This post originally appeared in the blog, Influence Without Authority.
It’s always dangerous to make direct business analogies from sports, but there are some useful things to learn from the firing of Bobby Valentine as Red Sox manager.
First of all, it is quite common for the designated leader to either be over-blamed or over-praised for organizational results. Some of this has to do with the widespread automatic assumptions about heroic leadership that place too much solo responsibility on leaders, as if they operated by themselves. At minimum, leadership is also about the followers – their talents, attitudes, assumptions about how things are supposed to work, measures and compensation, and so on — and the dynamics among the leader and followers.
But there is also the problem of trying to judge leadership from outside, where much of daily interaction and the contributions of others is not visible. In my own managerial life I found it frustrating to be given praise without recognition of the enormous initiative and contributions of the talented professionals, I was responsible for, (not to mention the over blame) but I finally gave up protesting because I realized that my role had symbolic meaning which served as a shorthand for the complex dynamics required to make major change.
Similarly, it is hard for most human beings to see complex, systemic behavior all at once. We default to overloading blame or praise on individuals or other single factors, in the process making for easy talking points but misleading “explanations” of complex phenomena.
Did Bobby Valentine make some important blunders? It certainly appears so. Brought in with an apparent mandate to shape up a team that had collapsed at the end of the last season and was widely considered to be self-indulgent and spoiled, he didn’t recognize that following a popular manager, he would need to win the confidence of his subordinates – the players and coaches. He just came on strong, expressed himself with intensity, and managed to turn a number of core people against him early on.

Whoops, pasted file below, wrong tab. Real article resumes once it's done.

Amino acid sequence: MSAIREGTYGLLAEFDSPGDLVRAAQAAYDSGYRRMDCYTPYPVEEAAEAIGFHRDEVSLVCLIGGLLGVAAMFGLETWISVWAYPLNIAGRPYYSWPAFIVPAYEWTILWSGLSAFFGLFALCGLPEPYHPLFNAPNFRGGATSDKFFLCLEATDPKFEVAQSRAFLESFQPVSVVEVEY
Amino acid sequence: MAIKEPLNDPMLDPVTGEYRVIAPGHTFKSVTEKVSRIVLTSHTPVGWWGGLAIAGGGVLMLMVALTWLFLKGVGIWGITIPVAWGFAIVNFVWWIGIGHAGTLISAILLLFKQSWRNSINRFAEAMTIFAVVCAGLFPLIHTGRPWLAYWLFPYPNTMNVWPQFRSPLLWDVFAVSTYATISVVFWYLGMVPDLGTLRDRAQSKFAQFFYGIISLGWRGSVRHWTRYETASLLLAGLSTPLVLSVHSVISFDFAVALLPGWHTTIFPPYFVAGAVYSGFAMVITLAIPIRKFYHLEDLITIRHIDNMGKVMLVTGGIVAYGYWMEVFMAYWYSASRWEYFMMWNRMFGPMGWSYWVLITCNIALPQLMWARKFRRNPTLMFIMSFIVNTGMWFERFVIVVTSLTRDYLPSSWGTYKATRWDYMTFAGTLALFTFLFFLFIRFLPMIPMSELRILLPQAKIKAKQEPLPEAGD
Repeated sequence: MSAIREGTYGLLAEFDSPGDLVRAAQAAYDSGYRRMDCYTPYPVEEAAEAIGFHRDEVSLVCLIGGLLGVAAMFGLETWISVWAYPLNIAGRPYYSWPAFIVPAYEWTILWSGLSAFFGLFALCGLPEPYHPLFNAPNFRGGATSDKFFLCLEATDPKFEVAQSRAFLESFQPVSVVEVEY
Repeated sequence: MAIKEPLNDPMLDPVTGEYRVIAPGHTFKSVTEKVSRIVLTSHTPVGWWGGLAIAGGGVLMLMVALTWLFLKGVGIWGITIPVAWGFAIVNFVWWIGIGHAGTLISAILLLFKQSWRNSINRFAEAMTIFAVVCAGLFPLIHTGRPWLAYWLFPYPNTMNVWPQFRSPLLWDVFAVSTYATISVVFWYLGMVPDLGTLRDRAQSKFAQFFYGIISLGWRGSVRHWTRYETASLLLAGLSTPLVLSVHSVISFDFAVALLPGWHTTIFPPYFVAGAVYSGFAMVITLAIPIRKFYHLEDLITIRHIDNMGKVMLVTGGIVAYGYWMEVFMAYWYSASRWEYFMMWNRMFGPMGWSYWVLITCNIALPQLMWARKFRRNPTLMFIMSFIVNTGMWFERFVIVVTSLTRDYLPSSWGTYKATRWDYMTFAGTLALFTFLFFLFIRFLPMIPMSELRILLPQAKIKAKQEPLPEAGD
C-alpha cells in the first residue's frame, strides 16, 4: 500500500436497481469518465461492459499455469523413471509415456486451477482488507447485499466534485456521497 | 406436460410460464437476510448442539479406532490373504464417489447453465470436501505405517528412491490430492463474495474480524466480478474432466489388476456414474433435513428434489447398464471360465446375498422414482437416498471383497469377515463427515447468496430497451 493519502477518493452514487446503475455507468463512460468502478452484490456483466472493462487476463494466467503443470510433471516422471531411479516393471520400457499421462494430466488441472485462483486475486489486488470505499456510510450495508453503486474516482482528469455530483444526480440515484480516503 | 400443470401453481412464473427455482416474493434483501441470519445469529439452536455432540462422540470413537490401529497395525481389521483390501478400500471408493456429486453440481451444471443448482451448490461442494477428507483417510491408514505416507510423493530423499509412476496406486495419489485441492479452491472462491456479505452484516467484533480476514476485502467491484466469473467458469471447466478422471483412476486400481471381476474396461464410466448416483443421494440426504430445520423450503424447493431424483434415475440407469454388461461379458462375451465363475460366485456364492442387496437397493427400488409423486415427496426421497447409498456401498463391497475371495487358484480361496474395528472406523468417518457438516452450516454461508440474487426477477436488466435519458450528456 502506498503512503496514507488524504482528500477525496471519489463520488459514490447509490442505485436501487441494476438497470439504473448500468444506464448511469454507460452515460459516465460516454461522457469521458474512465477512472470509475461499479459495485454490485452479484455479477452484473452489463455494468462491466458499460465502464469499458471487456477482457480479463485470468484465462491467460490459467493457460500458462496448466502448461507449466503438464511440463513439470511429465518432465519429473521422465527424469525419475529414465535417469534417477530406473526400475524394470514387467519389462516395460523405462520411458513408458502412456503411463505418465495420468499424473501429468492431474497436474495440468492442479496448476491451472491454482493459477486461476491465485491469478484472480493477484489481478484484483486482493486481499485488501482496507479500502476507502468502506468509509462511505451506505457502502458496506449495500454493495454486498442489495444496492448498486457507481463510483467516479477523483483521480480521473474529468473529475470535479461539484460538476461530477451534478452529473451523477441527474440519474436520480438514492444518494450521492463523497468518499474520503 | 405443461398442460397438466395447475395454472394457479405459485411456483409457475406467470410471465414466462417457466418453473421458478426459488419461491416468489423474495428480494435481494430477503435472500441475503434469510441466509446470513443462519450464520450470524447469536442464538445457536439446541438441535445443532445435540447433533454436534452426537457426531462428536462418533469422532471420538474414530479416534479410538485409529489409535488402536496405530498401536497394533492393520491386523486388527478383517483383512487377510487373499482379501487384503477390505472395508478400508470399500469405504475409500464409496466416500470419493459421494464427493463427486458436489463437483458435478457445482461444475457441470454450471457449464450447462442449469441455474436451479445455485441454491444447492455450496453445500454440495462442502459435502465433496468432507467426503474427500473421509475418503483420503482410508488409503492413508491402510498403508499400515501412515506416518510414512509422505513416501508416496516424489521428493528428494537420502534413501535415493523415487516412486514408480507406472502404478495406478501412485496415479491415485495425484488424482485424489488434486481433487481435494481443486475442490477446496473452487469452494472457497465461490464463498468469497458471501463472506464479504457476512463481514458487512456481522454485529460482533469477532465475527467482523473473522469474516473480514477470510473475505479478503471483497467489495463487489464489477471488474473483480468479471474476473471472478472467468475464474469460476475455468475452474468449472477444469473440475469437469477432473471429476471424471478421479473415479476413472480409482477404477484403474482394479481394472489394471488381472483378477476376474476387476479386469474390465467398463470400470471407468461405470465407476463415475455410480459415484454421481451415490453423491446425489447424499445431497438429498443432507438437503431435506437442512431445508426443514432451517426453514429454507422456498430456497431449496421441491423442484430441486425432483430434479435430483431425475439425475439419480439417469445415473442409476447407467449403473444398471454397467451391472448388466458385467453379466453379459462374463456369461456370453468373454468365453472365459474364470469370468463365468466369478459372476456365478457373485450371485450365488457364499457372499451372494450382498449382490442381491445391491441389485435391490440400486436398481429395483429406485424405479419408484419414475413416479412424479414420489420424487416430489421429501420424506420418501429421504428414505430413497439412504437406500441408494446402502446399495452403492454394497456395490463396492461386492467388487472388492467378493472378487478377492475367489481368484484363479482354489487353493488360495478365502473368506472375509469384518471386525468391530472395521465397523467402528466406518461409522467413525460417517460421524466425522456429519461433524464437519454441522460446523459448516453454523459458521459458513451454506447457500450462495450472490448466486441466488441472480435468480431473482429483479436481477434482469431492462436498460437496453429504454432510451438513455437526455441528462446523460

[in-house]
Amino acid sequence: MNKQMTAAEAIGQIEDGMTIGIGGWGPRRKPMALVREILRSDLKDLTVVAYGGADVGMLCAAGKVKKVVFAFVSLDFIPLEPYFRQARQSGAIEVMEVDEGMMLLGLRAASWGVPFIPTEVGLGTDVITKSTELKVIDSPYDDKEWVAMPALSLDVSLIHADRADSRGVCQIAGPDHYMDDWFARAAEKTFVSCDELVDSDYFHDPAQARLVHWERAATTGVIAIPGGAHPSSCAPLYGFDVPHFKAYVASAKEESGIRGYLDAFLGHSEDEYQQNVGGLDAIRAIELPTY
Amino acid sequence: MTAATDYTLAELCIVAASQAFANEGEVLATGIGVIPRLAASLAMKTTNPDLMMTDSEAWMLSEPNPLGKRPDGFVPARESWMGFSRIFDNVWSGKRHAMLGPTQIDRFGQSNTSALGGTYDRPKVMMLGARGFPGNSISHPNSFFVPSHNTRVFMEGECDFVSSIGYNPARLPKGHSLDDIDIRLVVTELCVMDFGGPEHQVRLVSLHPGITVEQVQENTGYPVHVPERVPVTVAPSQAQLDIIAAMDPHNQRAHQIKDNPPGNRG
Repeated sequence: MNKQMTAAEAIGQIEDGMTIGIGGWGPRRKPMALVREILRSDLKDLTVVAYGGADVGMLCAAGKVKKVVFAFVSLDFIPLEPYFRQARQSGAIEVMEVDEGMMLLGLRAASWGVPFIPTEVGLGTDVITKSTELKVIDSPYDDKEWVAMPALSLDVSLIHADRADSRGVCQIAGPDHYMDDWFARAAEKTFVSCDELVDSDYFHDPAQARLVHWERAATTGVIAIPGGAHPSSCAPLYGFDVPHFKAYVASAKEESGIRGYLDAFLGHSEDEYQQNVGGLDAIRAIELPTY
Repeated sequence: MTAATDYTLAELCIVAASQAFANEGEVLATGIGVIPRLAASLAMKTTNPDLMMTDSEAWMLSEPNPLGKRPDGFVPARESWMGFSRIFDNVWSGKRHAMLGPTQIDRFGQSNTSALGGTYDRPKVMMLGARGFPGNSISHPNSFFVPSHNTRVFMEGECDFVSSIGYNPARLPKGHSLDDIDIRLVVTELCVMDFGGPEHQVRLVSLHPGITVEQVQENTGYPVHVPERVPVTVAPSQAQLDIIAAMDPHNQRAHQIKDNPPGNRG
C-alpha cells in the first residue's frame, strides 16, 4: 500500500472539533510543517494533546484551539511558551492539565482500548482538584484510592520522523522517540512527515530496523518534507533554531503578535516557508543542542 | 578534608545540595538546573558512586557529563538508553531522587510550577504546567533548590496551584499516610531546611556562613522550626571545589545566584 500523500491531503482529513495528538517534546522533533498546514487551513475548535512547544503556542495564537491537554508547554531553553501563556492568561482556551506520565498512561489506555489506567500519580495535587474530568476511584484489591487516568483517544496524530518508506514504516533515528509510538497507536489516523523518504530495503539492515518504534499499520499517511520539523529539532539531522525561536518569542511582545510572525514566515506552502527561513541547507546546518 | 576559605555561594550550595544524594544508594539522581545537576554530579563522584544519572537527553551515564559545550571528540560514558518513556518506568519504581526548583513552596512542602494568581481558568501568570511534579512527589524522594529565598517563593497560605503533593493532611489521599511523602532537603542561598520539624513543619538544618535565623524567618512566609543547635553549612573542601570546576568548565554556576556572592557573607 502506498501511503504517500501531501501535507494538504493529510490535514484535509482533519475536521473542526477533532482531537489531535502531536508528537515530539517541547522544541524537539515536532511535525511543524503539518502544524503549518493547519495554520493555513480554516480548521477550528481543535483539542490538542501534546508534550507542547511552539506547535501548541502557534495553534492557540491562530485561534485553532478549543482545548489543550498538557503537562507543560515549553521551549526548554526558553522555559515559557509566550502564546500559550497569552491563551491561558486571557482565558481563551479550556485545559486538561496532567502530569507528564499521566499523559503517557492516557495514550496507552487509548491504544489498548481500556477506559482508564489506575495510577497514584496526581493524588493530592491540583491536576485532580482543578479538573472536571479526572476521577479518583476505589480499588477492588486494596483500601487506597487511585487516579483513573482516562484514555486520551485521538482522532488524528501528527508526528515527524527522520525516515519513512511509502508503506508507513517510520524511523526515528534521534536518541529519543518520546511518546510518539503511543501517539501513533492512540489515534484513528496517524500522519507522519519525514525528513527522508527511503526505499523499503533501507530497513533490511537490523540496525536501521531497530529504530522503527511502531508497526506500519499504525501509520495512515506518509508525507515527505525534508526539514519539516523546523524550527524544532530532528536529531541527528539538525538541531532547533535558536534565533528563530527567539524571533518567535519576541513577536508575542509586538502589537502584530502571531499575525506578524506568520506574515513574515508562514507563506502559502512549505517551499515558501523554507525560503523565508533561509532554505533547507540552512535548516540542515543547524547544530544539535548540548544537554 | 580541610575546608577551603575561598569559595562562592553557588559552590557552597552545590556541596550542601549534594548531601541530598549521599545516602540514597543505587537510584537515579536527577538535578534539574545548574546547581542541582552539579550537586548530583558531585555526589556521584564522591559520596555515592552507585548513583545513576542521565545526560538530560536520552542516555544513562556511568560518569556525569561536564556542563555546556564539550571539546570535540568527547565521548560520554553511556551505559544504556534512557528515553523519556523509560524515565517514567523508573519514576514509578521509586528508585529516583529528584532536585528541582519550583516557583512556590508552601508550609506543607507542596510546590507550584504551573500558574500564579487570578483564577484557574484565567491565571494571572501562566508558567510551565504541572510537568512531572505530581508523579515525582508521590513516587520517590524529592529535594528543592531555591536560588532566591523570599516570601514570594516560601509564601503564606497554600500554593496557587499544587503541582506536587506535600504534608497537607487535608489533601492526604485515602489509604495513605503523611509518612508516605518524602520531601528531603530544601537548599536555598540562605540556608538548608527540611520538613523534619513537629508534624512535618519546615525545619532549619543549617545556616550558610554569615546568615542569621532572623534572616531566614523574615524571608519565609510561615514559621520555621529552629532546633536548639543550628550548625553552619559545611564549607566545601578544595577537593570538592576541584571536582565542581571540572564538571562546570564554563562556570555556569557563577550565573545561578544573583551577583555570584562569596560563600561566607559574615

It doesn’t matter how “correct” he was about criticizing Mike Aviles or observing an apparent change in the intensity and passion of Kevin Youkilis; new leaders almost always have to win the respect of those they are trying to change, unless they have extraordinarily recognized expertise that gives them considerable latitude, or almost unlimited power to force their will on others. Bobby had neither of those coming in.
The need to win respect, or convince subordinates that you understand them and are basically on their sides in trying to help them perform better, is most magnified when managing a group of highly skilled professionals who are not easily replaceable. In business I have seen smart, capable and astute new leaders totally fail because they were focused only on the strategic tasks required and not on gaining the cooperation of those who had to accept and execute the brilliant plans.
Nevertheless, even though the fault is almost never entirely that of the leader who is not succeeding, there are times when removing him or her is best for the organization, as I believe it was in the case of Bobby Valentine. As much as he might have eventually brought to the Red Sox, the combination of the circumstances in which he found himself (including an extraordinary number of injuries to key players) and the way he dealt with those circumstances, had rendered him ineffective, not only with players but in the eyes of the paying customers. There is a lot of talk about how everyone is going to learn from the experience; let’s hope that in fact both the organization and the individuals involved learn the right lessons.
Professor of Management
Posted in Faculty Thought Leadership